In many ways, it’s a watershed time for transgender people. In 2013, the American Psychiatric Association eliminated from its diagnostic manual the term “Gender Identity Disorder,” and introduced the term “Gender Dysphoria,” to clarify that people who feel discomfort that their gender identity doesn’t match their physical anatomy do not, in fact, have a “disorder.”
According to The New York Times, it is estimated that there are about 1.4 million transgender people living in the United States. Being transgender is more prevalent than ever, especially in children and adolescents. Awareness of transgender issues continues to grow thanks in part to high-profile celebrities who’ve spoken out, like activist Jazz Jennings, Caitlyn Jenner and Orange Is the New Black star Laverne Cox.
Supporting your transgender child is crucial to helping them develop self-worth and a sense of love for who they are. Unfortunately, growing up trans can still be very difficult. It shouldn’t be this way anymore, but even in today’s world, they’ll likely face judgment and scrutiny from the outside world. However, they shouldn’t have to face it at home, too. Their home and their family should be their safe haven, one that builds them up and validates their whole self, accepting them for who they are and loving them for exactly that.
While transgender issues are gaining more attention now than ever, America has a long way to go. Transgender and gender-nonconforming individuals are nine times more likely to attempt suicide than the national average. Isolation and lack of acceptance are huge risk factors in this alarming statistic. However, proper family support can mitigate these numbers and save children’s lives. So, as a parent, if you find yourself raising a transgender child, or know someone who is, here is some invaluable advice and tips to help along the way.
1. Tell your child you love them, but be honest: Support is crucial for anyone, but especially a child’s psyche. Tell your child that you love them (repeatedly) as well as how proud you are of them for sharing this with you. Even if you’re still struggling to understand, this step is imperative. You don’t have to lie about your feelings. Having a child modify his or her appearance, mannerisms and name is an adjustment for everyone. Children will often sense if you aren’t being honest. In order to build trust, be as truthful as possible. Your child just shared their biggest secret with you, and whether or not it’s obvious, they need to hear that they are loved.
2. Trust children to know themselves: Studies have shown that gender identity starts to develop as early as the first year of life and is solidified by age four. When your child is telling you that they don’t identify with their assigned gender, you may want to consider that it’s not a phase. Children know themselves better than you realize. As your children begin to understand the world around them, they also need to be able to explore their own identity.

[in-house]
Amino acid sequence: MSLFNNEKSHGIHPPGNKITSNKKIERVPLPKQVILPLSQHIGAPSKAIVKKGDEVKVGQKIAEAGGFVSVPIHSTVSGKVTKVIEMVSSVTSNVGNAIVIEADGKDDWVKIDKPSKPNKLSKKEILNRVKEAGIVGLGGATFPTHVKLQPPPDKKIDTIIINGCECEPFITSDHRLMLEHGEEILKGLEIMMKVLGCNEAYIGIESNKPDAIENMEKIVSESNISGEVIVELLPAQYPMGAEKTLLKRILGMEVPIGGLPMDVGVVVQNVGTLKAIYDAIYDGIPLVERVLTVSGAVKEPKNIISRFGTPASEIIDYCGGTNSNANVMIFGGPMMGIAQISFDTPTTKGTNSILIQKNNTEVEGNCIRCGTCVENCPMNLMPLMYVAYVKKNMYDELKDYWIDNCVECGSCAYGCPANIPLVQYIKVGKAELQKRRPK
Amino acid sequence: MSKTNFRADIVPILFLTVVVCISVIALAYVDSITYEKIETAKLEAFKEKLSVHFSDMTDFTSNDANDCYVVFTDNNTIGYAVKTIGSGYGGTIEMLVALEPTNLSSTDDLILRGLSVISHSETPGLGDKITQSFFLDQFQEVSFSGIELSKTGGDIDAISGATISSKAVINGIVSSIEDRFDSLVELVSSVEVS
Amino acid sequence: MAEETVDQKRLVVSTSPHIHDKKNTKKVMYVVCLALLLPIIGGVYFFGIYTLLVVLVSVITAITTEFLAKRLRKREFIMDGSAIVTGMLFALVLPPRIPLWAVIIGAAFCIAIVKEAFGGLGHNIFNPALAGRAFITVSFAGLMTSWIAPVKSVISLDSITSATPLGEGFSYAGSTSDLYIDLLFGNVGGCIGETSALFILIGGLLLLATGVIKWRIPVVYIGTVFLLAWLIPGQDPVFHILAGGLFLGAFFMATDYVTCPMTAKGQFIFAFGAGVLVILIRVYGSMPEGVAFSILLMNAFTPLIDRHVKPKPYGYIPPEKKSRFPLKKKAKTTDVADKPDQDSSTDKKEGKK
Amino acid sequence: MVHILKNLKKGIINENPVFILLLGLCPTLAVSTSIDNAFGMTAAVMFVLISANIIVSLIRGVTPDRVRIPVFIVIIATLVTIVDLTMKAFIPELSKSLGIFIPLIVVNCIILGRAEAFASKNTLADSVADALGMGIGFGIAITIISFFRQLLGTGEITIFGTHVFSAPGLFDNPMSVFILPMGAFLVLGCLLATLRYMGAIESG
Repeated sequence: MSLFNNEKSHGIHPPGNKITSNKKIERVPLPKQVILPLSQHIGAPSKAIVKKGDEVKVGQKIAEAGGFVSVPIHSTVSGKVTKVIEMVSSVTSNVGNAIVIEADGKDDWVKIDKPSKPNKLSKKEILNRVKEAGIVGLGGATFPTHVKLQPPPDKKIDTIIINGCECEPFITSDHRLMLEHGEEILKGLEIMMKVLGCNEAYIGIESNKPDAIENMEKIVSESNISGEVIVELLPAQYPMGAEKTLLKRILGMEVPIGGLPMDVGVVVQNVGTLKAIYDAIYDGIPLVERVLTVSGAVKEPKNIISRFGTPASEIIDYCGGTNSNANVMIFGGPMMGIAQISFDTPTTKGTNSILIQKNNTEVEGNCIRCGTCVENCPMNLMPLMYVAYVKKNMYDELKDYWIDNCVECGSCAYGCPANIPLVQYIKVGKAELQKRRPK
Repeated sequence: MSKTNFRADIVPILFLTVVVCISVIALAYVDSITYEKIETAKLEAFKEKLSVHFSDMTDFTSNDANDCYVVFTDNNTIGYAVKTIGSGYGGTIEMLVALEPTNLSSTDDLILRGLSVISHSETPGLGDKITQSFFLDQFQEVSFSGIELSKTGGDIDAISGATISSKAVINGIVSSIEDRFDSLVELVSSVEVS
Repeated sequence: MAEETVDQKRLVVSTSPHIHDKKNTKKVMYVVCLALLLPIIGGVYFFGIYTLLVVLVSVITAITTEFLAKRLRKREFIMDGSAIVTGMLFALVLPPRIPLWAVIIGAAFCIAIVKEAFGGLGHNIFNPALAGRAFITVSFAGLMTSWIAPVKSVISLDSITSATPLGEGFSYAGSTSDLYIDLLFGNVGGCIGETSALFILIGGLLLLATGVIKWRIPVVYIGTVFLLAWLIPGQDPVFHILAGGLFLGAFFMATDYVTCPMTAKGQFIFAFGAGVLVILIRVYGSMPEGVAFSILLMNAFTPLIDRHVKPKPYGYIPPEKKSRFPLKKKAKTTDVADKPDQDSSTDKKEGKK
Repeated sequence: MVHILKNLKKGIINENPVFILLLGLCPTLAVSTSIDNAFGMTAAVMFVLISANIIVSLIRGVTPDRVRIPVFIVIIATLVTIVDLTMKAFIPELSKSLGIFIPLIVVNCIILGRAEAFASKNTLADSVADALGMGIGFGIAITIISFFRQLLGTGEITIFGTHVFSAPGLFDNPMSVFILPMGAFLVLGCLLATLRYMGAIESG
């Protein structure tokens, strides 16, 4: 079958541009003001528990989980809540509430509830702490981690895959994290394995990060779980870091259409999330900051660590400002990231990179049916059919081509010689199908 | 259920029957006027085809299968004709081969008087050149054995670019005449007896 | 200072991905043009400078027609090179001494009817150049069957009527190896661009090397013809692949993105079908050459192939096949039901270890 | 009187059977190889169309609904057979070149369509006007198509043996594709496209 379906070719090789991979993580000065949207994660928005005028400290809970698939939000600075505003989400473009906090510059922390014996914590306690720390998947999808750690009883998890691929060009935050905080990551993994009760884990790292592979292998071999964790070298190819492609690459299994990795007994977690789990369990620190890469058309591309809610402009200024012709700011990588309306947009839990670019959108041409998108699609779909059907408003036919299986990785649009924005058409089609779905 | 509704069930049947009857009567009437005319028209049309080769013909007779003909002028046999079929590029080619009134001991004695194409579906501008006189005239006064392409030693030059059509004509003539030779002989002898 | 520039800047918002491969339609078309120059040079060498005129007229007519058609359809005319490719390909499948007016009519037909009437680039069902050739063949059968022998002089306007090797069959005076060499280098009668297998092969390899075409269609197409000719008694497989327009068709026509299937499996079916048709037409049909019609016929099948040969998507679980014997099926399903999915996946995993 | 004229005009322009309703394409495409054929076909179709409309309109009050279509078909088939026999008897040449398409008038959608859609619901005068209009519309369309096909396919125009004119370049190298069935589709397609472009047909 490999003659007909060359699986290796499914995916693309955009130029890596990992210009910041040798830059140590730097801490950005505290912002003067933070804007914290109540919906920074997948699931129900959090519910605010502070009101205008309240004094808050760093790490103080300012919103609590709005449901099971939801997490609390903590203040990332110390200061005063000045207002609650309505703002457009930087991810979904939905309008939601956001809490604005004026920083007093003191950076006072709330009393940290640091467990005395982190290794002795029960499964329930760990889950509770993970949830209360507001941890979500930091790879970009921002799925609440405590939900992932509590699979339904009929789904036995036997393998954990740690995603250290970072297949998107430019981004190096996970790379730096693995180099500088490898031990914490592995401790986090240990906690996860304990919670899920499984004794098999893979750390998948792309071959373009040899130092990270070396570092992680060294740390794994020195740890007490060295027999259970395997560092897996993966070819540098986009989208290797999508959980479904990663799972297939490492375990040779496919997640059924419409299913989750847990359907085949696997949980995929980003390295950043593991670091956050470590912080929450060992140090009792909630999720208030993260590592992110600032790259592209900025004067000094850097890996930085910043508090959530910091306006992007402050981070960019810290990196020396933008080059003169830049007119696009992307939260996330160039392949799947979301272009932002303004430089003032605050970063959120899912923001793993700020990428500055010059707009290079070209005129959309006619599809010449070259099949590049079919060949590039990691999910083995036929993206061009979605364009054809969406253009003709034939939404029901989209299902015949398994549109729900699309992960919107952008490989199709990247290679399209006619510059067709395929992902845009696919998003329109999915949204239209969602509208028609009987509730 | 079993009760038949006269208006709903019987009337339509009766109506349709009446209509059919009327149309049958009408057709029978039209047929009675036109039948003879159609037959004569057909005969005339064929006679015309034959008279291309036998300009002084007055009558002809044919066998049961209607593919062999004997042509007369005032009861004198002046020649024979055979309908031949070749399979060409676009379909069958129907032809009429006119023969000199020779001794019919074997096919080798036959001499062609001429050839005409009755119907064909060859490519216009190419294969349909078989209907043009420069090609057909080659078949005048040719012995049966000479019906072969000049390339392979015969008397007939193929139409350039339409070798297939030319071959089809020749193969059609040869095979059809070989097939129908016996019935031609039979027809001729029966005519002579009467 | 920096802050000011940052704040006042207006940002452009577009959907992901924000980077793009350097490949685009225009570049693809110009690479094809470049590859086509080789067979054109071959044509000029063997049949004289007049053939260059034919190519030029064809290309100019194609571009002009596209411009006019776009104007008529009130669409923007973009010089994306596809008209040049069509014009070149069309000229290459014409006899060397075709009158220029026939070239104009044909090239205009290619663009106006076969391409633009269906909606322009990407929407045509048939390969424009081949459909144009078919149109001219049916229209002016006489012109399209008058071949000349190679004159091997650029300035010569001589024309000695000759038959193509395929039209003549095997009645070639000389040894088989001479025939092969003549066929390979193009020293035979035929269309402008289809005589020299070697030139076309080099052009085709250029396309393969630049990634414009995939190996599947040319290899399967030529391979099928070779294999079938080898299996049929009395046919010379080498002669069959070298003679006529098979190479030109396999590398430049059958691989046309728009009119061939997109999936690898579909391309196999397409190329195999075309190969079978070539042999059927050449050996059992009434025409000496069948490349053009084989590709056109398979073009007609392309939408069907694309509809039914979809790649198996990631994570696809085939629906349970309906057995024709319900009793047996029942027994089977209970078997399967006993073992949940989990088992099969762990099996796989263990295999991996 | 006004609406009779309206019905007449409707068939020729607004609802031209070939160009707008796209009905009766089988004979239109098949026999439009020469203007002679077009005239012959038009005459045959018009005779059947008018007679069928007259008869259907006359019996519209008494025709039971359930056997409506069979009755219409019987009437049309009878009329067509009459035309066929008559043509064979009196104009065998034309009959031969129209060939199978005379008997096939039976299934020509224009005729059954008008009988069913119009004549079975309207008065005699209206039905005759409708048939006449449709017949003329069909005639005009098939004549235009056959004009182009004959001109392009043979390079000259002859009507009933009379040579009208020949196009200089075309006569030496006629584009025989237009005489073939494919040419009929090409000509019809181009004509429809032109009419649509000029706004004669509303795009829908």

3. Expect community backlash: Not everyone in this world is accepting, and not everyone can love your child like you do. People may not want to take the same steps towards acceptance. Remember that this public is even harder for your transgender child. Public opinion should be an open topic of conversation and something that you face together. It’s important to have an ongoing discussion about tolerance with your child. Emphasize that there are many people who feel discriminated against for their differences outside of the LGBTQ community as well, like those who are overweight or living with a disability. By taking the focus off your child’s struggle, you’re helping to normalize the situation.
4. Seek support and education: Know that other people and families are going through the same situation that you are going through. There is a whole community out there that may benefit from your advice and contribution. Countless websites and forums are dedicated to education and support. Parents and Friends of Lesbian’s and Gay’s (PFLAG), for example, is a nationwide organization that caters to transgendered and gender non-conforming people as well as their friends and family. Support is crucial for all parties involved. Getting involved in the community will help you educate yourself, so you know best how to support your transgender child.
If you are a parent, and need to learn more about how to best help your transgender child, call Endocrine Kids at (248) 347-3344 to request an appointment with Dr. Jacalyn Bishop. Or you can request an appointment using our online request an appointment form.